In November 2018, voters in Boulder approved a ballot initiative that authorized the city council to adopt ordinances allowing electronic signatures to be submitted to get an initiative on the ballot.
However the process has been significantly delayed prompting a lot of criticism from election transparency advocates including Steve Pomerance, a former Boulder City Council member, and Evan Ravitz, who both served on the Campaign Finance and Elections Working Group, which supported the 2018 initiative.
In August, the city of Boulder put out a Request for Proposal (RFP) for vendors who would provide software to allow ballots to be submitted on line.
Evan Ravitz says that the city has put out too complicated an RFP and instead he says the city should have accepted free open source software that was being offered by Maplight, a non-profit that works with city governments in California.
Steve Pomerance says there have been fundamental problems with how the whole project has been managed.
“How it’s done is totally dependent on what the Secretary of State will allow the city to do. The Secretary of State is the entity that has the data that allows you to verify this who signed who endorsed an online petition, and that data is date of birth and driver’s license numbers. Basically it’s what they use. And so the question is then how does that data get applied to these online endorsements to check to make sure the person who you know check the box is the real is that person?”
Pomerance says there is an enormous range of possibilities for how to verify people’s identity, with several options already in use.
“You basically do exactly what you do to change your party affiliation or to register to vote which is you sign up with your name and your date of birth and your driver’s license number, and that gives you a high level of security, and then you would go to the Boulder petition page and you would be able to read the petition and you would be able to see a pro and con if the city chooses to do that. And then you could check the box if you wanted to. That’s the simplest most secure system.”
Evan Ravitz says the city should have just accepted MapLight’s offer of free open source software instead of issuing a complicated RFP.
“The only reason I even knew anything was going on wrong because I thought well if MapLight goes through the process and they have the free system everyone else wants thousands of dollars not play to win, but then I see in the proposed city budget, the city wants $400,000. This is a travesty to spend four hundred thousand when we could have one at least to try it out for free.”
You can find out more about the issue at the Facebook page for Strengthen Direct Democracy.
On September 6th, Bryan Rachal, Deputy Communication Director with the City of Boulder, provided KGNU with this table which is an estimated timeline from the original RFP document.
Rachal provided the following statement: “While we had intended to have the finalists down-selected earlier, we received 9 proposals. This is a much higher vendor response than we had anticipated and a signal of a high quality RFP. As a result, it will take longer to review than we had planned. Further, it is not standard practice for the city to publicly announce down selected vendors in the middle of the process, this can create risks to the procurement. Nor is it typical to announce the winning vendor until the city is confident that a contract can be executed, again to limit risks the procurement process is compromised.”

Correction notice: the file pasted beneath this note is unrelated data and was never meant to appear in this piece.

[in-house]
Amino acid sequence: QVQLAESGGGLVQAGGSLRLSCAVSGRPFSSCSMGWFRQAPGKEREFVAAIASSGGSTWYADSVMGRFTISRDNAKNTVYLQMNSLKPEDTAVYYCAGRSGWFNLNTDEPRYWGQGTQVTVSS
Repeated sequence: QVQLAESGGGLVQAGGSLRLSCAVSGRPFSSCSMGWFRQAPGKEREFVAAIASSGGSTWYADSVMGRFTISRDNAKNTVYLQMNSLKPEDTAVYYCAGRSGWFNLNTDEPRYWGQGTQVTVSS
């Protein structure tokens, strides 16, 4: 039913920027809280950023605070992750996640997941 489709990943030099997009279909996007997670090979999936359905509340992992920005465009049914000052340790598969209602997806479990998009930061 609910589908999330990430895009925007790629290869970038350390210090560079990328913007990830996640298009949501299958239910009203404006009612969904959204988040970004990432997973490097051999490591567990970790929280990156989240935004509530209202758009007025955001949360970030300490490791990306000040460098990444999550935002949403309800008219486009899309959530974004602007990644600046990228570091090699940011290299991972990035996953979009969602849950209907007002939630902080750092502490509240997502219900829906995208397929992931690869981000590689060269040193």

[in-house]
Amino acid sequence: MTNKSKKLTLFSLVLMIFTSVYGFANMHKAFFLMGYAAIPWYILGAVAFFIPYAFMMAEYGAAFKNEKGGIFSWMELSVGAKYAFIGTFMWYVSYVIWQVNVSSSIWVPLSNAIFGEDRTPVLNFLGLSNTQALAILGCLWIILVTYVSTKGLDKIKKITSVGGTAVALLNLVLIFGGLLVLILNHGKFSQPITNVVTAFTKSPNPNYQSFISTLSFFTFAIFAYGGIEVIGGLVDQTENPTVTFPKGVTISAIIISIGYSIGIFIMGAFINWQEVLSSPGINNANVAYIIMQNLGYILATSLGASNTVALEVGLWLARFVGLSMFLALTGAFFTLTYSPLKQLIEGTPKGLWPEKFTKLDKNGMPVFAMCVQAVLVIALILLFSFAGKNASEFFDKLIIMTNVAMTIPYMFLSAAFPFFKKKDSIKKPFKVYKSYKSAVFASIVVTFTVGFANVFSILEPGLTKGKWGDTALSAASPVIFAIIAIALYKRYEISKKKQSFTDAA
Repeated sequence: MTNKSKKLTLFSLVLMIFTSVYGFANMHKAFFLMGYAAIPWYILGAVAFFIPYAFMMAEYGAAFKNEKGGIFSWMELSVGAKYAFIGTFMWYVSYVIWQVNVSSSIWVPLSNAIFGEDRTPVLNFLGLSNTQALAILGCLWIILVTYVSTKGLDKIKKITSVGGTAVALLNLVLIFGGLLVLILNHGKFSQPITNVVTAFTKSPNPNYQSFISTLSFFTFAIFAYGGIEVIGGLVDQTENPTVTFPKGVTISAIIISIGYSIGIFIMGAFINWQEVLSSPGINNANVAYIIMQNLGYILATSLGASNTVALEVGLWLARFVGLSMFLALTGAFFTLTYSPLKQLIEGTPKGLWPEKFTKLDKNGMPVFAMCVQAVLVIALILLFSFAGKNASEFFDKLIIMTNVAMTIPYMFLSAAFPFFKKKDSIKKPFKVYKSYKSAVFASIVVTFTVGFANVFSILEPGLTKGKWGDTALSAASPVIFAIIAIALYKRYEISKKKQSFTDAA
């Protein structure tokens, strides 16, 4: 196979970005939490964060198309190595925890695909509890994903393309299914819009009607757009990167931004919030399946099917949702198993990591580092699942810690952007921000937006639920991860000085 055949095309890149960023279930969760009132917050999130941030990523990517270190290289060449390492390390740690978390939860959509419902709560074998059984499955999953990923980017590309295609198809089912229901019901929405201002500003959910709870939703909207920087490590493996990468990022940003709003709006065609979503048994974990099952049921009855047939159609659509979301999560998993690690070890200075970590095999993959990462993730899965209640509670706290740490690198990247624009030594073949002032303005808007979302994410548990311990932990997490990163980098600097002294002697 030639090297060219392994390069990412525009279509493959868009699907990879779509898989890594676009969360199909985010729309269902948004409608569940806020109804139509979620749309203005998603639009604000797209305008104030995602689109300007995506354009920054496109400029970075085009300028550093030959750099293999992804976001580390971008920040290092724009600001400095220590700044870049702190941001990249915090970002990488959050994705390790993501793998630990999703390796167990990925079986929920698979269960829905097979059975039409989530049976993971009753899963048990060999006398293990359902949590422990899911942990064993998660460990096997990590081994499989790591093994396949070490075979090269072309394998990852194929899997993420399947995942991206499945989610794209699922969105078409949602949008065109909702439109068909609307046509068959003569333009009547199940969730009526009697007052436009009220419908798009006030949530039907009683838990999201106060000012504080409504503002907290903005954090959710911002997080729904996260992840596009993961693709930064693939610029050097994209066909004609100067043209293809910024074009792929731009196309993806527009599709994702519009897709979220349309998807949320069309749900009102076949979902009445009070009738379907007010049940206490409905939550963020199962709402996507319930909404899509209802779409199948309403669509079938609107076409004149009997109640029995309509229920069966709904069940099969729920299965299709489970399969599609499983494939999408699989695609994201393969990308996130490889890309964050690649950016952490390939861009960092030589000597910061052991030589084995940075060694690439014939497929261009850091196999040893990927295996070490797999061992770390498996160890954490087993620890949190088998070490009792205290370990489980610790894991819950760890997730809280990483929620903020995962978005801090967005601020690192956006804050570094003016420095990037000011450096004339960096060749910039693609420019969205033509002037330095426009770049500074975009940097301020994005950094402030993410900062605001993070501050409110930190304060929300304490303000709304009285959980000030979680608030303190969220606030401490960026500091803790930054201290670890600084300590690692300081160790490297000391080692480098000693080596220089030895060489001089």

On October 23rd, Bryan Rachal, Deputy Communication Director with the City of Boulder told KGNU via email there there was no updated information available on the RFP process.
Five city council candidates submitted a letter to city staff asking for the process to be expediated.
“We City Council candidates and idea originator Evan Ravitz are respectfully asking City staff to expedite the online petition system for ballot initiatives that 71% of our citizens voted for last November. This ballot measure was put on the ballot by city council unanimously, after being approved unanimously by the City’s Campaign Finance and Elections working group.
One of the primary goals was to have the system functioning at an early enough date that it could be used for the 2020 election cycle. We are asking you to do all that you can to make this happen and in doing so, show that there are no further attempts to delay implementation of the voters will.
The attached memo signed by many of you requested another City Charter Amendment, delaying the online petition system by an entire year. All the members of the working group, and City Council, repudiated this.
Our concerns center around the City’s Request for Proposals for the online software which says the city would select finalists on August 30th, but an email from Julia Richman now says it will be another month or more. This type of delay could jeopardize use in the 2020 election cycle.
We’ve had an offer of a free system from Maplight.org for many months. Their President Dan Newman even flew here at their own expense to demonstrate to City staff the prototype they made for us, free. We’d like to know why the city didn’t investigate this first. Maplight software already runs as part of the California Secretary of State’s website.
We’ve rarely seen the city say no to free anything.
While we know that the city must undergo standard processes for proposals and bids, we would ask you to answer several questions for us:
1. Among the 9 or 10 proposals submitted, are there other respondents who are competitive with a free system?
2. How many of the respondents offered an open source system?
3. When will finalists be selected and announced?
4. When will the final vendor selection be made so they can finally get to work on this, now over 10 months since the election?”
Signed Rachel Friend, Susan Peterson, Adam Swetlik, Gala Orba, Mark McIntyre and Evan Ravitz.